The old glass paperweight sold to Winston by Mr. Charrington represents the past. The level of craftsmanship required to make it is no longer achievable, since production standards have dropped and the Party has abolished beauty for its own sake. The tiny fragment of coral embedded in the paperweight represents the fragility of human relationships, particularly the bond between Julia and Winston, which is destroyed by O'Brien as easily and remorselessly as the paperweight is smashed by the Thought Police. The paperweight also symbolizes the room in Mr. Charrington's house that becomes a private sanctuary for the lovers, imagined by Winston as a separate world, frozen in time.
The Glass Paperweight Quotes in 1984
The 1984 quotes below all refer to the symbol of The Glass Paperweight. For each quote, you can also see the other characters and themes related to it (each theme is indicated by its own dot and icon, like this one: Note: all page numbers and citation info for the quotes below refer to the Signet Classics edition of 1984 published in 1961.).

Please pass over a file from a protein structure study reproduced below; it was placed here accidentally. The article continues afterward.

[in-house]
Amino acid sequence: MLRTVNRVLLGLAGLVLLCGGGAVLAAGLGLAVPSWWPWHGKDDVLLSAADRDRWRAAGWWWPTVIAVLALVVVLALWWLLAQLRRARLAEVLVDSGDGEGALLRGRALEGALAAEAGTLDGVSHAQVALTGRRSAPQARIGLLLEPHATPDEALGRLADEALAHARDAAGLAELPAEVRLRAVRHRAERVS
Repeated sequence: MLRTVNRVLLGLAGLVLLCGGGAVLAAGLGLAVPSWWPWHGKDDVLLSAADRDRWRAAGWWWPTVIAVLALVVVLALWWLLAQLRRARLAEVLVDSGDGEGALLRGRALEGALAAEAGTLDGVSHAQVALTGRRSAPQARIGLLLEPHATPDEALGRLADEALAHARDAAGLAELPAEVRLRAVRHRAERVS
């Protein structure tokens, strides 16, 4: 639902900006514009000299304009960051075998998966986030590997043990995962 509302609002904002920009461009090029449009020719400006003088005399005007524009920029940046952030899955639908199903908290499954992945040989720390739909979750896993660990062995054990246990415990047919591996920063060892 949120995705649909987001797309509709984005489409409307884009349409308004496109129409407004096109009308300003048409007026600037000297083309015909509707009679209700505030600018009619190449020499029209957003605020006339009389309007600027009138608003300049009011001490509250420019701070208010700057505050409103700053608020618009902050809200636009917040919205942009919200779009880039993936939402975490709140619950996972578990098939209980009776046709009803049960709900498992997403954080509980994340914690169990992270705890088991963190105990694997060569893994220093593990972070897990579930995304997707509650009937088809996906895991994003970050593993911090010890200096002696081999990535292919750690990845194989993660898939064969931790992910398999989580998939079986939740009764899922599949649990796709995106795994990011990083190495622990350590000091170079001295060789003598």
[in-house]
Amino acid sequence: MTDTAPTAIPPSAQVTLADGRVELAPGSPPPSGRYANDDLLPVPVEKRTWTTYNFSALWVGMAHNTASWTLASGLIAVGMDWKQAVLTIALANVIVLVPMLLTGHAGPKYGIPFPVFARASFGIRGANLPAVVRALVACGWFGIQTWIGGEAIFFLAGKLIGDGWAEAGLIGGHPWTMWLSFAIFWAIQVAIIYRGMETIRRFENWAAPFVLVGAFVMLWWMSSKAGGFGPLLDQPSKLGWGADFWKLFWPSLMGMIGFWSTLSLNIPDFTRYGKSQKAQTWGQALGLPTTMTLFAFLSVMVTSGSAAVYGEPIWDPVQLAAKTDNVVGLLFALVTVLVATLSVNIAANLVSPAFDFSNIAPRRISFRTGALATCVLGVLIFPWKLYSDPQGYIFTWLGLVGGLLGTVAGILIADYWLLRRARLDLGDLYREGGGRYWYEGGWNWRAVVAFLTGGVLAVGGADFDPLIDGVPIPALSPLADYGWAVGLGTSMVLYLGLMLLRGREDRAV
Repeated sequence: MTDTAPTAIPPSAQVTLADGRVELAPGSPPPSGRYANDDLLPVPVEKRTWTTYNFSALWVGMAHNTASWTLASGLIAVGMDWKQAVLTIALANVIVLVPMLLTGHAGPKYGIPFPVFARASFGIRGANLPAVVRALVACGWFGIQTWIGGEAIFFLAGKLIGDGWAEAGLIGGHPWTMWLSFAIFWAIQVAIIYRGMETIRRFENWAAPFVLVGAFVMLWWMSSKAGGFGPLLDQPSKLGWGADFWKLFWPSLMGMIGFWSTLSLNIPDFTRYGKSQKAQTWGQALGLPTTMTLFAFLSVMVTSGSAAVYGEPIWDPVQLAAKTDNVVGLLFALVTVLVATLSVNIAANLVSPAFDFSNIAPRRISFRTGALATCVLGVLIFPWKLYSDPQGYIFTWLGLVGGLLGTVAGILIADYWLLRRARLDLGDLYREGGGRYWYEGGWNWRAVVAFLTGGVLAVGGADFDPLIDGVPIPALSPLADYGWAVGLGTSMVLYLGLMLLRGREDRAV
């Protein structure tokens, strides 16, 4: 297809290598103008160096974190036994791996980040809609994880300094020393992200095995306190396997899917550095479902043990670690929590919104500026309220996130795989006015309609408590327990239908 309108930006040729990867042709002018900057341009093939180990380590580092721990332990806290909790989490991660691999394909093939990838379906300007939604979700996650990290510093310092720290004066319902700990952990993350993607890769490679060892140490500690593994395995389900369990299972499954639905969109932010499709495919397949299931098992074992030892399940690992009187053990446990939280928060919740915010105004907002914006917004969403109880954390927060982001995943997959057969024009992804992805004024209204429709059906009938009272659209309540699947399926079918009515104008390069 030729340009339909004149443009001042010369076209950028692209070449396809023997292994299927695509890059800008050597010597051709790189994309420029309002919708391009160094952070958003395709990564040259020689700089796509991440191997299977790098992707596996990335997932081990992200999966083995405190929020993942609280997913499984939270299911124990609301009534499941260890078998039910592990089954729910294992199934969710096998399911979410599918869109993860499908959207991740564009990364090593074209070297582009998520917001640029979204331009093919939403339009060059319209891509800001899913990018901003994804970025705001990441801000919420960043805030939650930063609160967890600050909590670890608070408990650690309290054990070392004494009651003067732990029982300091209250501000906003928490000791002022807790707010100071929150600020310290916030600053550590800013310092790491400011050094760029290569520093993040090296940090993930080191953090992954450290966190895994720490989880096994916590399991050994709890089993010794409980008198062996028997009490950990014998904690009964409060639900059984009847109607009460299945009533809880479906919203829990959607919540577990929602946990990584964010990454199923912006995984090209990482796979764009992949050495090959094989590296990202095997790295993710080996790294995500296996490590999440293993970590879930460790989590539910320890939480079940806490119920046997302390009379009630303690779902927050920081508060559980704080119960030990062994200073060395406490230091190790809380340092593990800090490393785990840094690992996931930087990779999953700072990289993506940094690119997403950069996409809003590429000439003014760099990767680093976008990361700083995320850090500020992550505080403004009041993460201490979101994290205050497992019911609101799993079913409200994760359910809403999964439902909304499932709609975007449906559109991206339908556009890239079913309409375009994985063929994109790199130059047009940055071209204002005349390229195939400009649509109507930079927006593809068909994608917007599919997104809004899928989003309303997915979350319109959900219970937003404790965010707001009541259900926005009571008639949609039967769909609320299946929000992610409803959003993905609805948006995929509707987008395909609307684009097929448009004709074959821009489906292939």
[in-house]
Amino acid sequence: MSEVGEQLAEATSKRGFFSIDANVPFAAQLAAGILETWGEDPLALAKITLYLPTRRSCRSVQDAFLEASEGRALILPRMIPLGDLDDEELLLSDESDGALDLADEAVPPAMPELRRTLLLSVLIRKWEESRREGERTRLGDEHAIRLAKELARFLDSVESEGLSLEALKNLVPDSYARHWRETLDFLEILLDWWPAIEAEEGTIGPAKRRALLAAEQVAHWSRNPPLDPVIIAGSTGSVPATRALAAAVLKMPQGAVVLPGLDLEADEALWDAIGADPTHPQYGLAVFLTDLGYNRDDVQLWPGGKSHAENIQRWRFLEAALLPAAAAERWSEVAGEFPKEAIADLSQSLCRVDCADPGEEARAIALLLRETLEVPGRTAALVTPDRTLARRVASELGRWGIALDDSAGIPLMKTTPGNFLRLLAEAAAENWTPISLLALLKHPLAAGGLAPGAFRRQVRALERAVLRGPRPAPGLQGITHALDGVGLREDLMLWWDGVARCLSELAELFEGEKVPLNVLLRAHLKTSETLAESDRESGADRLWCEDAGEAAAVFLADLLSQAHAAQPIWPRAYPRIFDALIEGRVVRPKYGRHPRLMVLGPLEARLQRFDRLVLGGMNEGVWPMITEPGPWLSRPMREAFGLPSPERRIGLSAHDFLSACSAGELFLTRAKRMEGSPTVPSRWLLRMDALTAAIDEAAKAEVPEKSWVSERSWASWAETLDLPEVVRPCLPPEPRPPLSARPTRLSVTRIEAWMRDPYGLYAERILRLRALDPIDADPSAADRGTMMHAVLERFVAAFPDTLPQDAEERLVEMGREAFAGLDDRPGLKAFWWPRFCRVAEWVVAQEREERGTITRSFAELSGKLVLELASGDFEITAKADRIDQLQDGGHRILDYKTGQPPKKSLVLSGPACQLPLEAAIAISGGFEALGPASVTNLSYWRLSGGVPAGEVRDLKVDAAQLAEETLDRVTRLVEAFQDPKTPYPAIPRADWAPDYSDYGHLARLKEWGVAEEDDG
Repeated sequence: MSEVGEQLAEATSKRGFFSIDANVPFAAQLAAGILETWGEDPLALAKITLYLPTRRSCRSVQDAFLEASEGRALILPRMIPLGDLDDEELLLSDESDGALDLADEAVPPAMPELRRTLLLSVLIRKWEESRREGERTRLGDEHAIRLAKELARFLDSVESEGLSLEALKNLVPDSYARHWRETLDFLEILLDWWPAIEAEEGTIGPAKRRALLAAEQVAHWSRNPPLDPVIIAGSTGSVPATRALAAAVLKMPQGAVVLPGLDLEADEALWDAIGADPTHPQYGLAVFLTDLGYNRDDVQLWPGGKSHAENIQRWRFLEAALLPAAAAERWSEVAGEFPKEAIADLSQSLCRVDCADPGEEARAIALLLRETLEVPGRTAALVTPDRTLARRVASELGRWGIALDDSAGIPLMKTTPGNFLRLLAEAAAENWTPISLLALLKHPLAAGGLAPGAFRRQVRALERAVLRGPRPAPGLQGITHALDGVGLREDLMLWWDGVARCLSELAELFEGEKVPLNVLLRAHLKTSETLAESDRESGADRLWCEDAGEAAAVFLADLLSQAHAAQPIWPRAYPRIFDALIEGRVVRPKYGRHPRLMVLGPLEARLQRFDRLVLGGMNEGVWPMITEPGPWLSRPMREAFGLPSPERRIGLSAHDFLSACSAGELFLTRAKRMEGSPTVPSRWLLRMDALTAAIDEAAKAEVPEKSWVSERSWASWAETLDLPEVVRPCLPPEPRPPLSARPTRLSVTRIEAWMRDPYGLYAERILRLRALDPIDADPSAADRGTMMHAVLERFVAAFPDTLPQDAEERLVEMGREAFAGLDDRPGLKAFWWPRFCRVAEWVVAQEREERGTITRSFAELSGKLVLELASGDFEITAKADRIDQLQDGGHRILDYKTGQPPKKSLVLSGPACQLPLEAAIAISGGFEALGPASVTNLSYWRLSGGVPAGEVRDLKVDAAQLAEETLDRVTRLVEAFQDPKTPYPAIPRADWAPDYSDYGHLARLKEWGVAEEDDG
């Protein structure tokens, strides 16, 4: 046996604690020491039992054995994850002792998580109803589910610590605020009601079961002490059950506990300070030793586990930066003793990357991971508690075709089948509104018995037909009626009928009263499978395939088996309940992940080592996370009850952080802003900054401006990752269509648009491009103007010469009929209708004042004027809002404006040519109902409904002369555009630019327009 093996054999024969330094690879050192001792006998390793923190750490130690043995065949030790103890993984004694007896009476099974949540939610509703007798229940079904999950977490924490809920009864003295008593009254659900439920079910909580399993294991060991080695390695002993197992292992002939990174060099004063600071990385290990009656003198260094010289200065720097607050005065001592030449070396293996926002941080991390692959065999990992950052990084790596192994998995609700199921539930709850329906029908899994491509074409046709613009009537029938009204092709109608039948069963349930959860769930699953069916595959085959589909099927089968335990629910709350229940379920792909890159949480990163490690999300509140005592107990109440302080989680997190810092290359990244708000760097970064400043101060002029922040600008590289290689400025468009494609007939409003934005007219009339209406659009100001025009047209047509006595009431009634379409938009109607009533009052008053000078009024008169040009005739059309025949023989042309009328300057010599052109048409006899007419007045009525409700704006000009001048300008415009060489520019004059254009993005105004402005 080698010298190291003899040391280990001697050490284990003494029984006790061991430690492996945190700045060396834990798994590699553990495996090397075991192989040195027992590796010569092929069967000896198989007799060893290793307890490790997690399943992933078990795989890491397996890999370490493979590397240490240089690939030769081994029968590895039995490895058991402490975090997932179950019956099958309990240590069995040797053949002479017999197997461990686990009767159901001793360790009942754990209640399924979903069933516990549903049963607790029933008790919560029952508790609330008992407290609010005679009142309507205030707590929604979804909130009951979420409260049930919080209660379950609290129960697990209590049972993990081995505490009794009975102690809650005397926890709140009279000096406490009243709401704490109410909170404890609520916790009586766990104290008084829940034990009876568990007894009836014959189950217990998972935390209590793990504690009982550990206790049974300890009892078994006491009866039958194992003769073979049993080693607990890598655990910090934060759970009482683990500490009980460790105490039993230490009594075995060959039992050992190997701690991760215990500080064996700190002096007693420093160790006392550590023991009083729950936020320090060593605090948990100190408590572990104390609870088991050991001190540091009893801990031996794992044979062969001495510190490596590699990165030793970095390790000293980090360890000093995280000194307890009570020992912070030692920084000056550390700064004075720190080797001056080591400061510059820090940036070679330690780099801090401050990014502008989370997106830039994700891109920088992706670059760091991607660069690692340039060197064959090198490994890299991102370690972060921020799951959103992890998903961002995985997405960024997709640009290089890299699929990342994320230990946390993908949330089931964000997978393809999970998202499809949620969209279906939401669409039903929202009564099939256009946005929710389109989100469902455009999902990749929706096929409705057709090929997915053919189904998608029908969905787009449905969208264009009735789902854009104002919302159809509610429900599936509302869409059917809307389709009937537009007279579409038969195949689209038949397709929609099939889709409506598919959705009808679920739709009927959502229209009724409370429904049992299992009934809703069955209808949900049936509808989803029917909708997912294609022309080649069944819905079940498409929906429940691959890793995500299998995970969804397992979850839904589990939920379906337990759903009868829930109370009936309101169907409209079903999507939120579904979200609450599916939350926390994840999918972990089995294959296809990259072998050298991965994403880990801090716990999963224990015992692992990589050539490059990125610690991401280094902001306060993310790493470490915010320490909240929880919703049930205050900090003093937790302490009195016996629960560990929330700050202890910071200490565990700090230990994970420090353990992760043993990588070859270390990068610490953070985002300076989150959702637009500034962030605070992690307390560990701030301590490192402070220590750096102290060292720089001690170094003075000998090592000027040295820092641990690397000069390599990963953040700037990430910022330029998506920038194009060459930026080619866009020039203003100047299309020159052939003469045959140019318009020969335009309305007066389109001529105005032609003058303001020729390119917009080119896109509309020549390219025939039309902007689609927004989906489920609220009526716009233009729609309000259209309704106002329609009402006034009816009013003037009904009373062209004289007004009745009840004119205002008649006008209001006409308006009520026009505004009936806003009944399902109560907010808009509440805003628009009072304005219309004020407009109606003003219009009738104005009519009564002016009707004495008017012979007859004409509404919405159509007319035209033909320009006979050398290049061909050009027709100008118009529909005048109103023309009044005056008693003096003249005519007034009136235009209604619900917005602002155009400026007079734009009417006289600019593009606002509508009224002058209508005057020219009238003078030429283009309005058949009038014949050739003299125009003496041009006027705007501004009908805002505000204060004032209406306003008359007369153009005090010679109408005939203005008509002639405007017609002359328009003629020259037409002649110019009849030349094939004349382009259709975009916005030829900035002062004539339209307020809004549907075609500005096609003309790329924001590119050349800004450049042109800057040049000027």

Book 2, Chapter 4 Quotes
He turned over towards the light and lay gazing into the glass paperweight. The inexhaustibly interesting thing was not the fragment of coral but the interior of the glass itself. There was such a depth of it, and yet it was almost as transparent as air. It was as though the surface of the glass had been the arch of the sky, enclosing a tiny world with its atmosphere complete. He had the feeling that he could get inside it, and that in fact he was inside it, along with the mahogany bed and the gateleg table and the clock and the steel engraving and the paperweight itself. The paperweight was the room he was in, and the coral was Julia's life and his own, fixed in a sort of eternity at the heart of the crystal.
Related Symbols: The Glass Paperweight
Page Number and Citation:
The Glass Paperweight Symbol Timeline in 1984
The timeline below shows where the symbol The Glass Paperweight appears in 1984. The colored dots and icons indicate which themes are associated with that appearance.
Book 1, Chapter 8
Book 2, Chapter 4